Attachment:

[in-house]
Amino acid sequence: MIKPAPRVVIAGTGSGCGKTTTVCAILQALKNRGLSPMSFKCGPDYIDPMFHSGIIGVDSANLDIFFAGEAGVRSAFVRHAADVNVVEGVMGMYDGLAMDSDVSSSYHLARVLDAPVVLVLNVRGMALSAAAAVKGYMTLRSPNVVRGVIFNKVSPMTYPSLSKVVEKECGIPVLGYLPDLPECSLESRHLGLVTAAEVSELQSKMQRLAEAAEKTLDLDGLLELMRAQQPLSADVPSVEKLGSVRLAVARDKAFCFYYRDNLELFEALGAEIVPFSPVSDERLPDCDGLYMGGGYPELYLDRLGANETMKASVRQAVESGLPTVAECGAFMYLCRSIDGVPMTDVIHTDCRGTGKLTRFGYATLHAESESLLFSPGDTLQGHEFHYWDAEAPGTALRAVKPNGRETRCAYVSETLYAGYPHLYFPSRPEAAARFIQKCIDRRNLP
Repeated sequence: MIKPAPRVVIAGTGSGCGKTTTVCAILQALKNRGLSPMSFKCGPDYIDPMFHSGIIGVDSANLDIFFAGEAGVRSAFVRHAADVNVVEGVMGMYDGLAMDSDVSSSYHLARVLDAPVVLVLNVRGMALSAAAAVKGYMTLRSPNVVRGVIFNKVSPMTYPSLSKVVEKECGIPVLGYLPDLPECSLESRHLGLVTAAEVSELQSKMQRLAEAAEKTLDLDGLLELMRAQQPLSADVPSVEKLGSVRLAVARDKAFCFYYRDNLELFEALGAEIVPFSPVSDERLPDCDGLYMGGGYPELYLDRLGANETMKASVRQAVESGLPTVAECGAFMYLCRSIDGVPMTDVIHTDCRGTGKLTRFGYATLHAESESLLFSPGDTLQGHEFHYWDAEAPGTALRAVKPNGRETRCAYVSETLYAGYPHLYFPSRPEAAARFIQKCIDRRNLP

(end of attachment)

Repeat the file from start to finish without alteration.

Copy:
[in-house]
Amino acid sequence: MIKPAPRVVIAGTGSGCGKTTTVCAILQALKNRGLSPMSFKCGPDYIDPMFHSGIIGVDSANLDIFFAGEAGVRSAFVRHAADVNVVEGVMGMYDGLAMDSDVSSSYHLARVLDAPVVLVLNVRGMALSAAAAVKGYMTLRSPNVVRGVIFNKVSPMTYPSLSKVVEKECGIPVLGYLPDLPECSLESRHLGLVTAAEVSELQSKMQRLAEAAEKTLDLDGLLELMRAQQPLSADVPSVEKLGSVRLAVARDKAFCFYYRDNLELFEALGAEIVPFSPVSDERLPDCDGLYMGGGYPELYLDRLGANETMKASVRQAVESGLPTVAECGAFMYLCRSIDGVPMTDVIHTDCRGTGKLTRFGYATLHAESESLLFSPGDTLQGHEFHYWDAEAPGTALRAVKPNGRETRCAYVSETLYAGYPHLYFPSRPEAAARFIQKCIDRRNLP
Repeated sequence: MIKPAPRVVIAGTGSGCGKTTTVCAILQALKNRGLSPMSFKCGPDYIDPMFHSGIIGVDSANLDIFFAGEAGVRSAFVRHAADVNVVEGVMGMYDGLAMDSDVSSSYHLARVLDAPVVLVLNVRGMALSAAAAVKGYMTLRSPNVVRGVIFNKVSPMTYPSLSKVVEKECGIPVLGYLPDLPECSLESRHLGLVTAAEVSELQSKMQRLAEAAEKTLDLDGLLELMRAQQPLSADVPSVEKLGSVRLAVARDKAFCFYYRDNLELFEALGAEIVPFSPVSDERLPDCDGLYMGGGYPELYLDRLGANETMKASVRQAVESGLPTVAECGAFMYLCRSIDGVPMTDVIHTDCRGTGKLTRFGYATLHAESESLLFSPGDTLQGHEFHYWDAEAPGTALRAVKPNGRETRCAYVSETLYAGYPHLYFPSRPEAAARFIQKCIDRRNLP